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Team Members: Narcisa G. Pricope (University of North Carolina Wilmington and Mississippi State University), Leah Mayo (University of North Carolina Wilmington), Joanne Halls (University of North Carolina Wilmington), Crystal Dixon (Wake Forest University), Elijah Dalton (University of North Carolina Wilmington)

Executive Summary: Coastal environments are essential ecosystems that play vital ecological roles and supply a wide array of ecosystem services, including flood control, especially in low-lying regions at the land-water interface. Coastal communities frequently impacted by natural hazards can face extensive and recurrent flood inundation and subsequent infrastructure damage with immediate and long-term detrimental effects on disadvantaged communities. Effective and adaptive coastal resiliency planning is becoming more necessary as the frequency and intensity of storms increase and coastal populations expand. Furthermore, climate change has disproportionate impacts on underserved and disadvantaged communities, with serious implications for equity and environmental justice. In this co-designed project, we will develop a green infrastructure suitability model in consultation with community groups to prioritize areas of implementation of nature-based solutions (NbSs) in a highly urbanized tidally influenced coastal county of the US Atlantic Coastal Plain region that is home to multiple disadvantaged communities at recurrent risk from flooding. Our project will develop a replicable methodology that establishes the evidence base for the effectiveness of NbSs and green infrastructure in flood-vulnerable coastal watersheds and determines the feasibility of incorporating cutting-edge community engagement techniques into NbS implementation prioritization. Our community and workshop implementation partners include the Wilmington Metropolitan Planning Organization, the City of Wilmington and the New Hanover County Stormwater Engineering Department, North Carolina. Our specific objectives include the development of a cloud-computed, replicable remote sensing and GIS-based green infrastructure suitability index (GISI) index, an environmental justice vulnerability index (at the block group level) using community-identified dimensions of environmental justice (EJ) with relevance to coastal planning for flood mitigation and adaptation measures, as well as an analysis of chronic areas of underserved communities; and thirdly, we will use community engagement techniques (focus groups, and/or community workshops) to elicit community input and feedback along four prioritization categories both during the development of the GISI and at the conclusion of the modeling efforts in order to prioritize solutions and produce implementation suggestions while engaging in community education on climate change impacts on EJ neighborhoods and green infrastructure as an adaptation strategy.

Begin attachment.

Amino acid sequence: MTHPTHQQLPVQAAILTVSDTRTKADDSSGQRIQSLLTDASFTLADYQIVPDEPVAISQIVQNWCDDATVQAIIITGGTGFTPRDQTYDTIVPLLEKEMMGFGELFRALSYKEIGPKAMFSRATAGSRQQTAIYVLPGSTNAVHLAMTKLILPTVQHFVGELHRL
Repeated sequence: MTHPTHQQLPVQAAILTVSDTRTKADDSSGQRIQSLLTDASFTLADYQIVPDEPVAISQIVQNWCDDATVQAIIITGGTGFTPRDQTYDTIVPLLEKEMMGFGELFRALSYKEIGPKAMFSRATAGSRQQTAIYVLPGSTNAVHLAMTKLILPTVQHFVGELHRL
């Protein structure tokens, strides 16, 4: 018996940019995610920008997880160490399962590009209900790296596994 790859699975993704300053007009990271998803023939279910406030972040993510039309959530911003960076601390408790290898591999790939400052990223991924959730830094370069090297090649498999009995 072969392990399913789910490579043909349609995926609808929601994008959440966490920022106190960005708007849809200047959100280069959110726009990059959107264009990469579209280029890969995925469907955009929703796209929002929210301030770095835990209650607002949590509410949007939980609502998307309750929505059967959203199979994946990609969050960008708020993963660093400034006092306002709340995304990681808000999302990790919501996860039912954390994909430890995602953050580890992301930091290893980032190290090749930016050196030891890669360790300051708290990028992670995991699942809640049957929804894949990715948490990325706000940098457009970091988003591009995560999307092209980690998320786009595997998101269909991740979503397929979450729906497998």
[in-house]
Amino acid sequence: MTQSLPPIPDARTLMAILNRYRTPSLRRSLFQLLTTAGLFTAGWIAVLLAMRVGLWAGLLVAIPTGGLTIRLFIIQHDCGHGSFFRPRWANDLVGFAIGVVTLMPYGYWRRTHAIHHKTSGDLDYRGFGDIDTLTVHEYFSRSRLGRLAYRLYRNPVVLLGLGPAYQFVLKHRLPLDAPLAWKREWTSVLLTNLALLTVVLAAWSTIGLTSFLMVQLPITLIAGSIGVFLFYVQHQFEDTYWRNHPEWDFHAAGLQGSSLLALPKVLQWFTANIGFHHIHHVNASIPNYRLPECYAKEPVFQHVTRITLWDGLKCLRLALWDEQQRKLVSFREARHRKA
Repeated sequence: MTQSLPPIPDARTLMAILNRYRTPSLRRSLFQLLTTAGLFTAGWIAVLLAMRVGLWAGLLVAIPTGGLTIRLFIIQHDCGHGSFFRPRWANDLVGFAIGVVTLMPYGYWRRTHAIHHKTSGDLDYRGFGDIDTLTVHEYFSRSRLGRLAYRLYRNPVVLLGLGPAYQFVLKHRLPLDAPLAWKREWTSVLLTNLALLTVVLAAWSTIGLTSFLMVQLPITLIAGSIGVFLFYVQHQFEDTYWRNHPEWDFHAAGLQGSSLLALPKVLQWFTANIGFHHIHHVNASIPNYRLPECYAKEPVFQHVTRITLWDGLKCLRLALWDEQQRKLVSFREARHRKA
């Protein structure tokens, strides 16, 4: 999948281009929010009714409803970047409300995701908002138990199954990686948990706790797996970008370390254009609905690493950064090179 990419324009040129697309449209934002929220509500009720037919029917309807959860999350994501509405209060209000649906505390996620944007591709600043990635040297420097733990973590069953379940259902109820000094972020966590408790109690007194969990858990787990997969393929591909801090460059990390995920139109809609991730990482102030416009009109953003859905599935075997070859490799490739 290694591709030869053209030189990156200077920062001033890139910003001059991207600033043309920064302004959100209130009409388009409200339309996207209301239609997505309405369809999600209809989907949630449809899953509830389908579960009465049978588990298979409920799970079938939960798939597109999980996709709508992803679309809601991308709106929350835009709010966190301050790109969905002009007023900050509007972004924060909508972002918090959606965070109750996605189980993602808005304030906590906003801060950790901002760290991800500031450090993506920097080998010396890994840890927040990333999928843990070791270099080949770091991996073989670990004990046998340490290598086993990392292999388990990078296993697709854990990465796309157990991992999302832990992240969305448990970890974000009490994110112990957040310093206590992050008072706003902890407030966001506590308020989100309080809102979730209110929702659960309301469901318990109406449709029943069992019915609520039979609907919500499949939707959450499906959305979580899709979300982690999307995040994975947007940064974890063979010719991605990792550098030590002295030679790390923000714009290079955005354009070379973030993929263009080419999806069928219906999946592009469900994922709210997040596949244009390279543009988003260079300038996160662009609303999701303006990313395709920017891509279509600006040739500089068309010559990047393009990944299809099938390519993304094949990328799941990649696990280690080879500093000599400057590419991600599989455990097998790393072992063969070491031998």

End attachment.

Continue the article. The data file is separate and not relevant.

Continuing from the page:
The final outcomes of this project will include a community feasibility study proposing a reproducible and transferable methodology for identifying suitable NbS locations as a function of location, exposure to risk, socio-demographic makeup of the area and satellite remote sensing data on the one hand and, on the other, the perceptions, feedback and input of potentially targeted communities in terms of prioritization and education around possible implementation solutions.